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Gracie Stough ’24 said she has always been interested in learning about medieval history, and now she’s been able to get a taste of what life was like during that time period as a part of Dan Mumford’s intensive.
Students were at the Wood County Museum as part of the intensive working in the forge to experience what life was like in the Middle Ages.
“We were making hooks and it was a lot of fun, but it was definitely a lot more complicated than I expected it to be. It took some more muscle than I actually have, so it was a difficult process,” Stough said.
The Maumee Valley Intensive Program
is like no other in the region. Upper School students engage in three intensive periods of study per year, each lasting three weeks. Each year of a student’s Upper School career rotates between a three-week Intensive and a twelve-week rotation.
Stough and her classmates in the intensive also learned archery, started fires and prepared meals on them, participated in a mock crusade.
“You can’t really understand a culture until you look at what people’s lives were really like,” Mumford said. “What did they do for entertainment? What did they eat? How did they work? England was not the same as France and France was not the same as Germany. It’s not all Game of Thrones.”
Heating the forge, hammering the metal into a shape over an anvil, and learning the intricacies of being a blacksmith wasn’t something that Stough could grasp by reading about in a book or through watching on video.
“I’ve always been a big fan of hands-on learning. It helps me learn better,” she said. “Like making the hook — I watched a video for homework on how to blacksmith and I really didn’t understand. But coming here and actually being able to do it really helped me learn and figure it out.”
Upper School students select from course offerings that include on-campus experiences, local and international educational trips, independent study, and networking opportunities.
By the end of their fourth year, Maumee Valley graduates have a broad range of experiential knowledge that better prepares them to pursue an education at a more competitive level. Intensives enhance the Upper School students’ learning by providing an in-depth study of a topic and allowing further opportunity to explore personal academic pathways while earning academic credit.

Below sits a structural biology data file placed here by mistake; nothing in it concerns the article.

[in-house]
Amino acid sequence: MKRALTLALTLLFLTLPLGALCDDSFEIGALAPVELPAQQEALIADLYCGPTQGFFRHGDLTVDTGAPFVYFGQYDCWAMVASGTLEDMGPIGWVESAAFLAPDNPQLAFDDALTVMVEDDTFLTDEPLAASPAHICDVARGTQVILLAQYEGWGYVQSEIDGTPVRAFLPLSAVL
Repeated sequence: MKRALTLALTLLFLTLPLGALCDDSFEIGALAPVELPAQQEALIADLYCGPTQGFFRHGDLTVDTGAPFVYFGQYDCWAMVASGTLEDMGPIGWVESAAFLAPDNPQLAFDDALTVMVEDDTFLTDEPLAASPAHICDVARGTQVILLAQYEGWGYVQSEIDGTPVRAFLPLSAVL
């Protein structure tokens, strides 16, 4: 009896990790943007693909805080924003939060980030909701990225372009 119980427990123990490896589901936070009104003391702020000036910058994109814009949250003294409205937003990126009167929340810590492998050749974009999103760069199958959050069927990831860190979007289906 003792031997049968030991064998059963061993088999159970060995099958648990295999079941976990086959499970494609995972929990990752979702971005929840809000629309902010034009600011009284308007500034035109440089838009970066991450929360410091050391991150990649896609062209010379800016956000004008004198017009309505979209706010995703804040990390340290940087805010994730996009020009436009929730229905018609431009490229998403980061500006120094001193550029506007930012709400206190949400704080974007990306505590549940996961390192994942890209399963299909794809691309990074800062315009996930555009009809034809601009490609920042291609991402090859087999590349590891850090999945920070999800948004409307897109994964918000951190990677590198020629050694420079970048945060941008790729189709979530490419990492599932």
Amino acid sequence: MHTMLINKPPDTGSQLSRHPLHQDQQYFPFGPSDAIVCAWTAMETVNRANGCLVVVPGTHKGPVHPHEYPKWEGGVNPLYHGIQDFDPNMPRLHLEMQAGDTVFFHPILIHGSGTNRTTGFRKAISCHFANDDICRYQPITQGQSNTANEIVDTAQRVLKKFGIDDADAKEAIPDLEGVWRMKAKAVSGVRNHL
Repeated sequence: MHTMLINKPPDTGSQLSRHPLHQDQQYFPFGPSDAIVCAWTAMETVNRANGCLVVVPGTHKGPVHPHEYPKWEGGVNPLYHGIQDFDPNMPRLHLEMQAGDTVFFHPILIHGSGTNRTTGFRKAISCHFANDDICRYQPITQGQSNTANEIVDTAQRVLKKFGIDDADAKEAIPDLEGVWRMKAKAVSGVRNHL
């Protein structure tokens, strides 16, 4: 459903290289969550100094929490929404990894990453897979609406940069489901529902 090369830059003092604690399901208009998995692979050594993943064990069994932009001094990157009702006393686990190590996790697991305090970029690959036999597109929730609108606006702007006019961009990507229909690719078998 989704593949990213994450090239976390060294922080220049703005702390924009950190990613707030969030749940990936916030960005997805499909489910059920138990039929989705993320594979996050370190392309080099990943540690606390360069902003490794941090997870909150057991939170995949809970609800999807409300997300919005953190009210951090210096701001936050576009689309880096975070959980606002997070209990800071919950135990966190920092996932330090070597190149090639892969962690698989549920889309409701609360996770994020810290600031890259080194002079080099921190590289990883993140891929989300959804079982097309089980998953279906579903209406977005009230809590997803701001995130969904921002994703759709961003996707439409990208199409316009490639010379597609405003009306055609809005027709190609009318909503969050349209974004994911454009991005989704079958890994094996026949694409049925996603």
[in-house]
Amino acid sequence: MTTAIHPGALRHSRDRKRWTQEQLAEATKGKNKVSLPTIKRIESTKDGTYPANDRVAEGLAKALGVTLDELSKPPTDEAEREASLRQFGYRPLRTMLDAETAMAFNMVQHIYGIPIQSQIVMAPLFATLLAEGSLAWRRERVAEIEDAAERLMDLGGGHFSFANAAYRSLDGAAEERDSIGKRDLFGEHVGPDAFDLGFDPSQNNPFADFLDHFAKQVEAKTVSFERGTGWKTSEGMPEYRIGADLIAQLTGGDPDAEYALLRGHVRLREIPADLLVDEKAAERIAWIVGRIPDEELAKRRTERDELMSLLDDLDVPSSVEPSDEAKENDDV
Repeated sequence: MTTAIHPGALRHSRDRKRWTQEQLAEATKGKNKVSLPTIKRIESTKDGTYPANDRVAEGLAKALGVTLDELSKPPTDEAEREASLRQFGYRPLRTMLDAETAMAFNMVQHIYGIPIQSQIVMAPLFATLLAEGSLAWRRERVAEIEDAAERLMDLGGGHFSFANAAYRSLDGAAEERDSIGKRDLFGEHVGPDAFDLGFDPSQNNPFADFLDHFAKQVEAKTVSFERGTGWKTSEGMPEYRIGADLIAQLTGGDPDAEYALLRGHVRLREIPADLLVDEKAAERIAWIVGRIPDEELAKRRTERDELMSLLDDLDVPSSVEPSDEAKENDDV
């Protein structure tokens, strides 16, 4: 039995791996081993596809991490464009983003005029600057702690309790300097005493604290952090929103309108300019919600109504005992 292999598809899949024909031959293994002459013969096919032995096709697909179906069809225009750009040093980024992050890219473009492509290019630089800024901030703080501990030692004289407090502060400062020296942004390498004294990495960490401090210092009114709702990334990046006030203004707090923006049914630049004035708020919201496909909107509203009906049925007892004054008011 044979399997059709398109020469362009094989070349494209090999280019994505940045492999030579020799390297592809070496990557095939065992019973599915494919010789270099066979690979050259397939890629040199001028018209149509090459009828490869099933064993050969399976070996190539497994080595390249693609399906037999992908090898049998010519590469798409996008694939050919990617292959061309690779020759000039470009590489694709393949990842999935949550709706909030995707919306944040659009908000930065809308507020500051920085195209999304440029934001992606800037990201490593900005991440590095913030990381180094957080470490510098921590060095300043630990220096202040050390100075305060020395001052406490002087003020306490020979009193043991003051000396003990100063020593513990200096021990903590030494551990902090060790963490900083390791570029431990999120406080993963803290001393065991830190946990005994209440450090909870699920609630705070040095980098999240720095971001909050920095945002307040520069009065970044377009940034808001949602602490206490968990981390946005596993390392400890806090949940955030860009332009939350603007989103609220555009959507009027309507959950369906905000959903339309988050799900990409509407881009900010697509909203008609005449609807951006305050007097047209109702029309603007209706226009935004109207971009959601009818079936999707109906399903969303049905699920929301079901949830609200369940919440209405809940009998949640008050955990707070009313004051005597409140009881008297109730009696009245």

Students often use this total immersion experience to explore future careers. Intensives have proven to be highly influential in helping students decide the path they want to travel moving forward.
Intensives promote connected learning, independence, commitment to personal goals, and professional networking, as students develop a unique portfolio of experiences that make them more competitive in the college admission process.
“The intensive program is a great opportunity for kids to learn the way that we know that kids learn best. It’s eliminating any barriers to a school day. Most schools have set hours, set class structures and our intensives completely blow that up,” said Dr. Paula Apostolou, Director of Teaching and Learning at Maumee Valley. “Kids have an opportunity to do that deep learning that we want them to do. It completely supports our mission and vision especially being completely experiential — learning by doing. We’re able to take our classroom outside into the world and bring the world into our classroom. We’re doing field trips, we’re bringing experts in so it really is education outside Maumee Valley’s doors.”
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While intensives in the Upper School get a lot of attention, our youngest students also benefit from the intensive model.
This could be Forest School Fridays, field trips, or looking at the social studies curriculum to see how to implement that differently, Apostolou said, adding that the length of the intensives gets extended over time as is developmentally appropriate.
“For our little ones we call that passion projects, and starting in the Middle School we call that independent study and that really is giving students complete choice in what they want to study, learn about for the amount of time designated for their age groups,” Apostolou said. “For our youngest, it’s sometimes only three minutes for our 3-year-olds and they’re building up to maybe an hour of learning as they move into third and fourth grade. Fifth and sixth graders are able to do it for a little longer in the day and by the time they’re in the Upper School they’re spending a full intensive period which is three weeks Monday through Friday all day from 8 a.m. to 3 p.m. learning what they want to learn.”
The intensive model goes back to 1978 and was previously called Winterim that occurred once per year. It was renamed intensives and expanded to the current model seven years ago.
No other school in the region offers anything like it.
“One of the reasons I’m most proud to work at Maumee Valley is because of our intensive program and our Upper School schedule,” Apostolou said. “It is nationally known. We have schools reach out to us asking us about our schedule and how we’ve implemented intensives. Our students have the opportunity — just in high school — to do that 12 times. What better experience of learning than to be able to leave campus, to do independent studies, to travel the world, or just to study a subject that they’re passionate about.”